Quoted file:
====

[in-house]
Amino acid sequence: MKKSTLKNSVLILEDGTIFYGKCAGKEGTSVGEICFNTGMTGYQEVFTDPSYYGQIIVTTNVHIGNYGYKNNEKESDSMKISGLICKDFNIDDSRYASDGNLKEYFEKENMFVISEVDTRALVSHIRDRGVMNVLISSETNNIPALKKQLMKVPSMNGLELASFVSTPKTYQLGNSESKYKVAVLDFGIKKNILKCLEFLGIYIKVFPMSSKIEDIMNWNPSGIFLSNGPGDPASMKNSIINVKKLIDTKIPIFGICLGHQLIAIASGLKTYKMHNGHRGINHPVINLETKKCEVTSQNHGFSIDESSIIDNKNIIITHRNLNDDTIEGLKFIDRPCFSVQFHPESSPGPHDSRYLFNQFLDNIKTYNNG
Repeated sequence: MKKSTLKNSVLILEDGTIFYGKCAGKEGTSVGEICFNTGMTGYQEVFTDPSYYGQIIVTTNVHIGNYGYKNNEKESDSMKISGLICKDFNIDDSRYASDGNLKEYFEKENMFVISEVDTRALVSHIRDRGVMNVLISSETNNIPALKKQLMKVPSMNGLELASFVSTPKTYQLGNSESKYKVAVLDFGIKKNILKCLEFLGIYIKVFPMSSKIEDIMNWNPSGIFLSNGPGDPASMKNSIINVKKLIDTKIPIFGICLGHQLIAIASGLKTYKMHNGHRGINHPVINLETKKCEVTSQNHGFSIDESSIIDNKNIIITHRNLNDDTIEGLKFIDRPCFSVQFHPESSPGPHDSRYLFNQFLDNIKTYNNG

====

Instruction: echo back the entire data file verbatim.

[in-house]
Amino acid sequence: MKKSTLKNSVLILEDGTIFYGKCAGKEGTSVGEICFNTGMTGYQEVFTDPSYYGQIIVTTNVHIGNYGYKNNEKESDSMKISGLICKDFNIDDSRYASDGNLKEYFEKENMFVISEVDTRALVSHIRDRGVMNVLISSETNNIPALKKQLMKVPSMNGLELASFVSTPKTYQLGNSESKYKVAVLDFGIKKNILKCLEFLGIYIKVFPMSSKIEDIMNWNPSGIFLSNGPGDPASMKNSIINVKKLIDTKIPIFGICLGHQLIAIASGLKTYKMHNGHRGINHPVINLETKKCEVTSQNHGFSIDESSIIDNKNIIITHRNLNDDTIEGLKFIDRPCFSVQFHPESSPGPHDSRYLFNQFLDNIKTYNNG
Repeated sequence: MKKSTLKNSVLILEDGTIFYGKCAGKEGTSVGEICFNTGMTGYQEVFTDPSYYGQIIVTTNVHIGNYGYKNNEKESDSMKISGLICKDFNIDDSRYASDGNLKEYFEKENMFVISEVDTRALVSHIRDRGVMNVLISSETNNIPALKKQLMKVPSMNGLELASFVSTPKTYQLGNSESKYKVAVLDFGIKKNILKCLEFLGIYIKVFPMSSKIEDIMNWNPSGIFLSNGPGDPASMKNSIINVKKLIDTKIPIFGICLGHQLIAIASGLKTYKMHNGHRGINHPVINLETKKCEVTSQNHGFSIDESSIIDNKNIIITHRNLNDDTIEGLKFIDRPCFSVQFHPESSPGPHDSRYLFNQFLDNIKTYNNG